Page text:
The head of the advertising firm behind the campaign told Turkish media on Tuesday that the commercial was “misinterpreted.” The İstanbul-based advertising firm, Marka, said after just 10 days on air, the decision was made to withdraw the advert for Biomen shampoo. Hulusi Derici said his firm decided to take it off the air following a public backlash.
Beril Mardin, account director for Mark, told the BBC that “the Jewish community seemed more upset than they were supposed to be.” “Hitler is being made fun of to the utmost degree by making him the star of a shampoo commercial,” she said.
“It is indeed most upsetting, and also surprising, that people in Turkey and around the world mistook this commercial and interpreted it very, very incorrectly, as if Hitler is being portrayed as the epitome of manhood or as if the commercial is trying to justify him or his ideology,” she was quoted as saying.
The commercial, for a men's shampoo called Biomen, shows Hitler delivering an enthusiastic speech, urging male viewers to buy the product because it is “a 100 percent male shampoo.” In the ad, Hitler says, “If you are not wearing a woman's dress, you should not use her shampoo either.”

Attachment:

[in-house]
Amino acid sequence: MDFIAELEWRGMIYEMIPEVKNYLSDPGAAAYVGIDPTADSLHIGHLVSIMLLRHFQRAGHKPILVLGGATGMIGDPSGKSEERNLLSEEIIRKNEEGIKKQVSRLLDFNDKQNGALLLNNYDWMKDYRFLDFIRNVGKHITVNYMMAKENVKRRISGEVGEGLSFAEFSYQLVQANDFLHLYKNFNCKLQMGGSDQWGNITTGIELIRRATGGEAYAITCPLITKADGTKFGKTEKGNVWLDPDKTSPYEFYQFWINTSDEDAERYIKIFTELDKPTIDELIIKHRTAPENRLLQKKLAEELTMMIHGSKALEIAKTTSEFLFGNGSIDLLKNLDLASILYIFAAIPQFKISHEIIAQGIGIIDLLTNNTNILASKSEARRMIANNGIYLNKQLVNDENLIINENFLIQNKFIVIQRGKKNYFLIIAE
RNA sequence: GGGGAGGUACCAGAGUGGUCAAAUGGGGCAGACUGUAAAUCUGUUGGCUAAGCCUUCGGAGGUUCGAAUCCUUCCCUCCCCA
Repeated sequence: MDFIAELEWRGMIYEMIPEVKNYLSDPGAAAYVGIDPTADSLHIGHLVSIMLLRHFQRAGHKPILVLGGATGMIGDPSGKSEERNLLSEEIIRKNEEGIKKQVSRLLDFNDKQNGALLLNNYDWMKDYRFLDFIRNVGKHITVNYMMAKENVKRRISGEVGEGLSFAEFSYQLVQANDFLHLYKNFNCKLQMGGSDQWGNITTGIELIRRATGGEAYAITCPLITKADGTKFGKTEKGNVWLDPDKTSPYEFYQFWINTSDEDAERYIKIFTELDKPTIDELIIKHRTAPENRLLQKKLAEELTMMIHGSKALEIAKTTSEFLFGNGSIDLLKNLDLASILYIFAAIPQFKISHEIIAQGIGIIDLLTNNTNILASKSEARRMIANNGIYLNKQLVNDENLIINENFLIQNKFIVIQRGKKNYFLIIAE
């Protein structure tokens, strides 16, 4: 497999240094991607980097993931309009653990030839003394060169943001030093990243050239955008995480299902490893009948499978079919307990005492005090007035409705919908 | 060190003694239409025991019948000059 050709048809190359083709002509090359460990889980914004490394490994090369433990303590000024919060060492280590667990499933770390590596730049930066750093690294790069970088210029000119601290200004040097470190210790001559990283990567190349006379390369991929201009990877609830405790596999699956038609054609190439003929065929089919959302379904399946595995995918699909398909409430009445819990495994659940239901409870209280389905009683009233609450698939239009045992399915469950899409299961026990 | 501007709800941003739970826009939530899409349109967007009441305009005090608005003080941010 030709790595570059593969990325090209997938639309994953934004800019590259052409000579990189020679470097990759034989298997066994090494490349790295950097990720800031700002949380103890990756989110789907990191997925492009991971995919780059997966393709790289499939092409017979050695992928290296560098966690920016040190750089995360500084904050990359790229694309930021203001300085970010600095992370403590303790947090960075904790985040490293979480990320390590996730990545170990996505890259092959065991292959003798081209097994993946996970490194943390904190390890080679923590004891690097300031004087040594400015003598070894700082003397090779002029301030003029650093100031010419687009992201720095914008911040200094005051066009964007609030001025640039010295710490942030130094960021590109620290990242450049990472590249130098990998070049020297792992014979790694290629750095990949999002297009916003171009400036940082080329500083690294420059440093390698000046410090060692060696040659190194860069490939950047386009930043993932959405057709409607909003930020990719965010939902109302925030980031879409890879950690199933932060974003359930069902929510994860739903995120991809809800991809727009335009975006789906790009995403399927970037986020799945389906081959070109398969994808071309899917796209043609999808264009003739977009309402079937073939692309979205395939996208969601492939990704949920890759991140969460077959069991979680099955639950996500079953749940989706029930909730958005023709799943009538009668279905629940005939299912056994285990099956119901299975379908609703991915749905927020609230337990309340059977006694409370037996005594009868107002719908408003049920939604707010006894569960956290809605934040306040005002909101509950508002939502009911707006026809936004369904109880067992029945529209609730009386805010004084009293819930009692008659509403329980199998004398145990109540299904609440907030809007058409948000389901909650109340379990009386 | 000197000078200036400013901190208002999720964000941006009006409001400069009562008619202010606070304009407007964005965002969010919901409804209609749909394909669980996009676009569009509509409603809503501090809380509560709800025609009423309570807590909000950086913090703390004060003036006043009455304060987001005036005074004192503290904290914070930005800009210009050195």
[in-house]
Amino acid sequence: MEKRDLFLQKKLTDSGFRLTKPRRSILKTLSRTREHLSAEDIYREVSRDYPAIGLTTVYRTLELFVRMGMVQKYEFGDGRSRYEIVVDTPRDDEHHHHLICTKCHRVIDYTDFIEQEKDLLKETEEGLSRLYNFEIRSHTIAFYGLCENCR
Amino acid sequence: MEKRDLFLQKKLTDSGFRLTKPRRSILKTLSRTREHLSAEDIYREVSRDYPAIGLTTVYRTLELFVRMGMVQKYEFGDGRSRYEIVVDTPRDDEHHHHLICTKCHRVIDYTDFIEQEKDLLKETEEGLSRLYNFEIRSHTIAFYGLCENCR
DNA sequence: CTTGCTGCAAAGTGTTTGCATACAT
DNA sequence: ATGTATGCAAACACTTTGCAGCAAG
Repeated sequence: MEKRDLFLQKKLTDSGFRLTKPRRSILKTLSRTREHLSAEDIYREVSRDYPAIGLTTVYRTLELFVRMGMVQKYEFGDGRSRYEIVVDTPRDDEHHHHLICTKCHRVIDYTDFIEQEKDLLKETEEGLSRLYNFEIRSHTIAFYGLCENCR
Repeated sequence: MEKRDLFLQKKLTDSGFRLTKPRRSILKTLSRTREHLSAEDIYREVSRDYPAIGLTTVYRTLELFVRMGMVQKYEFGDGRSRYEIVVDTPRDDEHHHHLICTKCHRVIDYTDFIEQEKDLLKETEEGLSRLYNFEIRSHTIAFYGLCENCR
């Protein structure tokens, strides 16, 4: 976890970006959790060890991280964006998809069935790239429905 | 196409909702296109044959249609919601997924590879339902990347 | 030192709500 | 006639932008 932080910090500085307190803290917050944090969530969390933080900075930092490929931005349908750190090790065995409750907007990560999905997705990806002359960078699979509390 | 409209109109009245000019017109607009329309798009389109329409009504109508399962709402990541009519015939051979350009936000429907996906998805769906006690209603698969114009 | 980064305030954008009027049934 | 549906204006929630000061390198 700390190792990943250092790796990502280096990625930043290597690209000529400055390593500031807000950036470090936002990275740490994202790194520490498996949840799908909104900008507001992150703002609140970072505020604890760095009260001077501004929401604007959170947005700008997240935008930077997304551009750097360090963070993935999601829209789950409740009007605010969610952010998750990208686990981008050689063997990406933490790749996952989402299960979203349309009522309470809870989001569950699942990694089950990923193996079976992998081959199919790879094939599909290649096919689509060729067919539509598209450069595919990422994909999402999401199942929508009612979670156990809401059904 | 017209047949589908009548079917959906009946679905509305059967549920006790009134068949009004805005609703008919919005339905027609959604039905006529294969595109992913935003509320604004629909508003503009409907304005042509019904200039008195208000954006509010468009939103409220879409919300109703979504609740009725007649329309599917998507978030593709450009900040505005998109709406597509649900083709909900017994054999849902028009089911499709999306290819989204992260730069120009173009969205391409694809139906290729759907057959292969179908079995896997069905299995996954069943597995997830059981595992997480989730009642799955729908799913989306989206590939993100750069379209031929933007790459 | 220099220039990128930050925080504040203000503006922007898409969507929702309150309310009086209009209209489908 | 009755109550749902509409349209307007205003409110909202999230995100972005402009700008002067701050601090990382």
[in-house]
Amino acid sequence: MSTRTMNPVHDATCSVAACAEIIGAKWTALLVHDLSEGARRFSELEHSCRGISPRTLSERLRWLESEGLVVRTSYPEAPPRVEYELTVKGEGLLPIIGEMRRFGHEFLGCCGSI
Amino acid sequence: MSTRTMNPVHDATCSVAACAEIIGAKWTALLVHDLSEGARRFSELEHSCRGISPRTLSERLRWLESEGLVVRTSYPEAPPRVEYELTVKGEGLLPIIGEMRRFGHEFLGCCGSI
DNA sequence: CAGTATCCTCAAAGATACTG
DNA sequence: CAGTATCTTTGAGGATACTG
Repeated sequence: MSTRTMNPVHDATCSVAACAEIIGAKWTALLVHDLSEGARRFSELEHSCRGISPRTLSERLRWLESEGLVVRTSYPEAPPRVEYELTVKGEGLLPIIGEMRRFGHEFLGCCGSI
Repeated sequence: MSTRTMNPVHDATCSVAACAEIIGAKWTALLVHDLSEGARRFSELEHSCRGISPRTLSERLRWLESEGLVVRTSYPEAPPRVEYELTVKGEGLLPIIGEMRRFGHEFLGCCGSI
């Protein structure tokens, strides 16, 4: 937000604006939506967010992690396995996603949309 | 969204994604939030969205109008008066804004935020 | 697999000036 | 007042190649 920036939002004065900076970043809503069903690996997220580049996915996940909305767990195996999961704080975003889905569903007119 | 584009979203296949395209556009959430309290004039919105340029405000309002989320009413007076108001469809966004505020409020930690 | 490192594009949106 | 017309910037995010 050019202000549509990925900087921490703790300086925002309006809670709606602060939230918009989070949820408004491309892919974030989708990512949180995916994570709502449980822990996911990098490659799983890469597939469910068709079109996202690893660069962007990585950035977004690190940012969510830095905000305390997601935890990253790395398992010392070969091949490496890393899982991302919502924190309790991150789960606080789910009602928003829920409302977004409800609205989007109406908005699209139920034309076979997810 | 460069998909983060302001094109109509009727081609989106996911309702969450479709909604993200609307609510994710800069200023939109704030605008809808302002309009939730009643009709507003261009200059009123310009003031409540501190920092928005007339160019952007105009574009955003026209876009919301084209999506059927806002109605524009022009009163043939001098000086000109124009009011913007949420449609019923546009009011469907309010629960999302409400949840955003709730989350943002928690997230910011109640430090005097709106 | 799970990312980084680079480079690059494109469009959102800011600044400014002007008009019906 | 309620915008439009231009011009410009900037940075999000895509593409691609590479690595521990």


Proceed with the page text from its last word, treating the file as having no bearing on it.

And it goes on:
On Monday, Turkish-Jewish community leaders and Turkey's chief rabbi's office called Hitler “the most striking example of cruelty and savagery” and said using his image in a commercial was unacceptable. Their statement also demanded a public apology from the advertising company “to repair the damage this commercial has caused to society's conscience.”
About 20,000 Jews live in Turkey, mainly in İstanbul, a city of some 14 million Muslims. Most are descendants of Sephardim who escaped the Spanish Inquisition and found refuge in the Ottoman Empire some 500 years ago.